Depending on the end user, P2P may not be appropriate at all. To some users, the cost of a breach is small, compared to the hassle of installing a fully secure system it might be worth it.
While yours truly has abandoned all attempts to appear professional over the years, the truth is that most big installations have their shit together. Unfortunately the volume of DIYers and amateurish installers who don’t really know what they are doing is much bigger (in terms of headcount, not commercial volume), and if there’s one thing we all want to do, it’s to blame someone else.
With the ASUS “Tinker Board“. While I believe it is perhaps overpowered and possibly even too expensive (for my purposes), it is nice to see a major manufacturer chime in. I can’t wait to get my hands on one.
About 13 years ago, we had a roundtable discussion about using RAM for the pre-buffering of surveillance video. I was against it. Coding wise, it would make things more complicated (we’d essentially have 2 databases), and the desire to support everything, everywhere, at any time made this a giant can of worms that I was not too happy to open. At the time physical RAM was limited, and chances were that the OS would then decide to push your RAM buffer to the swap file, causing severe degradation of performance. Worst of all, it would not be deterministic when things got swapped out, so all things considered, I said Nay.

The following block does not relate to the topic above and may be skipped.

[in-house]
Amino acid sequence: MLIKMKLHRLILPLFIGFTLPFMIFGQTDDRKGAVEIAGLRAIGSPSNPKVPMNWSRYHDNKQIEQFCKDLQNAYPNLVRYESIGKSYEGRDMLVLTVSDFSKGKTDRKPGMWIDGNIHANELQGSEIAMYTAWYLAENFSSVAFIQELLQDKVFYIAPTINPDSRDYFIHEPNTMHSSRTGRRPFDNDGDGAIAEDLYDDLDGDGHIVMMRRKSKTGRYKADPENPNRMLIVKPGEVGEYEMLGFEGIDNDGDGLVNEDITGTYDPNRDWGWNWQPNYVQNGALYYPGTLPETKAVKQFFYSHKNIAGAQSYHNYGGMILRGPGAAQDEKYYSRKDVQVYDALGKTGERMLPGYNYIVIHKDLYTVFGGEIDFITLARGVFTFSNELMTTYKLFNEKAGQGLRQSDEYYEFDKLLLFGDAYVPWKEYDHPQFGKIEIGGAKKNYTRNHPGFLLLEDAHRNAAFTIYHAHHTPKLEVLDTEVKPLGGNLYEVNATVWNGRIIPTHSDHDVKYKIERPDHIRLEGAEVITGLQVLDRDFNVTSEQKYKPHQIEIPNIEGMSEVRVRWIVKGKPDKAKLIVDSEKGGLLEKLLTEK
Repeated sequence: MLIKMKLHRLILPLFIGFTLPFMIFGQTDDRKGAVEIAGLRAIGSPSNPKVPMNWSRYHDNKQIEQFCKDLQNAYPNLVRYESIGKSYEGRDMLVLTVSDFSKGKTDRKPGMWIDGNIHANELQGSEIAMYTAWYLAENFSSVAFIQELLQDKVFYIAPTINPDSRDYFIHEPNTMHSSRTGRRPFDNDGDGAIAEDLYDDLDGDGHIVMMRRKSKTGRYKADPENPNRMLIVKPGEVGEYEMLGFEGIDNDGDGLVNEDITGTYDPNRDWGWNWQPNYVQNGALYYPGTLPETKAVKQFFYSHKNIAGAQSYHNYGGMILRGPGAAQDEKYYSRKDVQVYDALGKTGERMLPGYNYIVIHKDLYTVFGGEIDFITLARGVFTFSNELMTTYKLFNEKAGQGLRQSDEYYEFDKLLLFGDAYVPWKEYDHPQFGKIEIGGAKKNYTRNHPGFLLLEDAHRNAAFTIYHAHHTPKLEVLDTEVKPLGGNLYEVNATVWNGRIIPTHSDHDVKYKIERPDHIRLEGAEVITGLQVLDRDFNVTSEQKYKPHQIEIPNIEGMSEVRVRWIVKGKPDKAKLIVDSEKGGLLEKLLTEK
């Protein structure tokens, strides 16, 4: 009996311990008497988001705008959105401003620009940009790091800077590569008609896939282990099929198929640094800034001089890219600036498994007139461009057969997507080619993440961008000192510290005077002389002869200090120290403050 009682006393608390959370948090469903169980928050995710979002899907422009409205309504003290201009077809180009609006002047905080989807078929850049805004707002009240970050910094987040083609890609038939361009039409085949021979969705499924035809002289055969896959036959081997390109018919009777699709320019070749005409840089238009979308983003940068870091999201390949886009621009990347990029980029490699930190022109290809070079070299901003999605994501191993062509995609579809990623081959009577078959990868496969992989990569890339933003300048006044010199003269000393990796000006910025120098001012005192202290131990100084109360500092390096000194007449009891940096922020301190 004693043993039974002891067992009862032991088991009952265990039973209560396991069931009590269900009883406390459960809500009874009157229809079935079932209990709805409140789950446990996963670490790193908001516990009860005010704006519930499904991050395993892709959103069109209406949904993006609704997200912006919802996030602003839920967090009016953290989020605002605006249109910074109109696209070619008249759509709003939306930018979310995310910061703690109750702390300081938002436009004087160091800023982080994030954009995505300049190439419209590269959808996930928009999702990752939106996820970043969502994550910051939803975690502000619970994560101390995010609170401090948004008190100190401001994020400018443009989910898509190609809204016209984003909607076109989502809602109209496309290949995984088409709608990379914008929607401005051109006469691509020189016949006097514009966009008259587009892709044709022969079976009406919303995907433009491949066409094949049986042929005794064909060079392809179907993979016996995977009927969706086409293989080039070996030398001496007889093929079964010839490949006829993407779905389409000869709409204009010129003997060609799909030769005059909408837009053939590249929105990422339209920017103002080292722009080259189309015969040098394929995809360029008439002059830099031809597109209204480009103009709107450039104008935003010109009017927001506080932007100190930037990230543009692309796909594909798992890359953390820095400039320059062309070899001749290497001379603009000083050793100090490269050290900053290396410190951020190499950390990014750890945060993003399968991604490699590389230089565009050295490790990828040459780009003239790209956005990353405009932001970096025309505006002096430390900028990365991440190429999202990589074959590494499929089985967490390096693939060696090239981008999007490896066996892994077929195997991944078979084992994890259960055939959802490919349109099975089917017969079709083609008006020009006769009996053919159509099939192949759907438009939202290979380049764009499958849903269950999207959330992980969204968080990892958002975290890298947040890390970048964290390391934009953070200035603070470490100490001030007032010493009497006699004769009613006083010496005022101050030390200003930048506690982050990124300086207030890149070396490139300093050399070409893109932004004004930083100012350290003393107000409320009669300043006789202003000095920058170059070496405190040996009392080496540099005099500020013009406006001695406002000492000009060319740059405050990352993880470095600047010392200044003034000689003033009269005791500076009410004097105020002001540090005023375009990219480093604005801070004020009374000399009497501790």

As systems grew from the 25 cameras that was the maximum number supported on the flagship platform (called XXV), to 64 and above, we started seeing severe bottlenecks in disk IO. Basically, since pre-buffering was enabled per default, every single camera would pass through the disk IO subsystem only to be deleted 5 or 10 seconds later. A quick fix was to disable pre-buffering entirely, which would help enormously if the system only recorded on event, and the events were not correlated across many cameras.
However, recently, RAM buffering was added to the Milestone recorders, which makes sense now that you have 64 bit OS’s with massive amounts of RAM.